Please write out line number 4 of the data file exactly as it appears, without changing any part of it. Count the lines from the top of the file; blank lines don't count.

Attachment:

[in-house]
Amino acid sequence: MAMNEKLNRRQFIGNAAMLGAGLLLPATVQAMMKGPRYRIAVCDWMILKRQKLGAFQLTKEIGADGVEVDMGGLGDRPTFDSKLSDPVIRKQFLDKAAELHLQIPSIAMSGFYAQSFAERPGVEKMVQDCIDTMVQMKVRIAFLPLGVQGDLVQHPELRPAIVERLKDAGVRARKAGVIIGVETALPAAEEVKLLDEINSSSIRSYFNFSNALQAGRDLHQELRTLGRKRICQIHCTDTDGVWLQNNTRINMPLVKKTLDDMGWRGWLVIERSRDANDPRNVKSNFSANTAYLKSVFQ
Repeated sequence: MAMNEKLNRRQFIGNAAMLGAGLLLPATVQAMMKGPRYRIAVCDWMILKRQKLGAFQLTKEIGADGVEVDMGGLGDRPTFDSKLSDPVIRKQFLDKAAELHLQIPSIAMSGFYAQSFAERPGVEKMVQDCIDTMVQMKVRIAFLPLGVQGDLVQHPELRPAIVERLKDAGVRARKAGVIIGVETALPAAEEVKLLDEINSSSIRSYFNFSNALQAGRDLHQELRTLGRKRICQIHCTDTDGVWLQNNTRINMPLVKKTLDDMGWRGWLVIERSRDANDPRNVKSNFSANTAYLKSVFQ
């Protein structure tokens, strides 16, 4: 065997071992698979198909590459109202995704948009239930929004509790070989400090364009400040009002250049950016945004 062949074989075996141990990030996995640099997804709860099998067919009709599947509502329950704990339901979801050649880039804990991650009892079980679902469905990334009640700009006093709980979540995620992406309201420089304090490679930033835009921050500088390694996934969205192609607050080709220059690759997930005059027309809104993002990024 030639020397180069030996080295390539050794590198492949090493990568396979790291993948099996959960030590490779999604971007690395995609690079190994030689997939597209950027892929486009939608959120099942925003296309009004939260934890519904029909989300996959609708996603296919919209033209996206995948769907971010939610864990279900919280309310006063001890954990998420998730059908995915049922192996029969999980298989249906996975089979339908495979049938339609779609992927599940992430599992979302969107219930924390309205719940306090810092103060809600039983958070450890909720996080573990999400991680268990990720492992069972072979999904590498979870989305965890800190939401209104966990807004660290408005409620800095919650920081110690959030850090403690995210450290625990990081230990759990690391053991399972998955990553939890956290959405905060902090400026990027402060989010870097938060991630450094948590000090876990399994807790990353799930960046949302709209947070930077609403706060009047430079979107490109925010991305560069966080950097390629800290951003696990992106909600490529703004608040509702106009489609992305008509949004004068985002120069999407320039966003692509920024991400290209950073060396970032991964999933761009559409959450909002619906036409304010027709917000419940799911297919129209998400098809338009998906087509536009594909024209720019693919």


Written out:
């Protein structure tokens, strides 16, 4: 065997071992698979198909590459109202995704948009239930929004509790070989400090364009400040009002250049950016945004 062949074989075996141990990030996995640099997804709860099998067919009709599947509502329950704990339901979801050649880039804990991650009892079980679902469905990334009640700009006093709980979540995620992406309201420089304090490679930033835009921050500088390694996934969205192609607050080709220059690759997930005059027309809104993002990024 030639020397180069030996080295390539050794590198492949090493990568396979790291993948099996959960030590490779999604971007690395995609690079190994030689997939597209950027892929486009939608959120099942925003296309009004939260934890519904029909989300996959609708996603296919919209033209996206995948769907971010939610864990279900919280309310006063001890954990998420998730059908995915049922192996029969999980298989249906996975089979339908495979049938339609779609992927599940992430599992979302969107219930924390309205719940306090810092103060809600039983958070450890909720996080573990999400991680268990990720492992069972072979999904590498979870989305965890800190939401209104966990807004660290408005409620800095919650920081110690959030850090403690995210450290625990990081230990759990690391053991399972998955990553939890956290959405905060902090400026990027402060989010870097938060991630450094948590000090876990399994807790990353799930960046949302709209947070930077609403706060009047430079979107490109925010991305560069966080950097390629800290951003696990992106909600490529703004608040509702106009489609992305008509949004004068985002120069999407320039966003692509920024991400290209950073060396970032991964999933761009559409959450909002619906036409304010027709917000419940799911297919129209998400098809338009998906087509536009594909024209720019693919």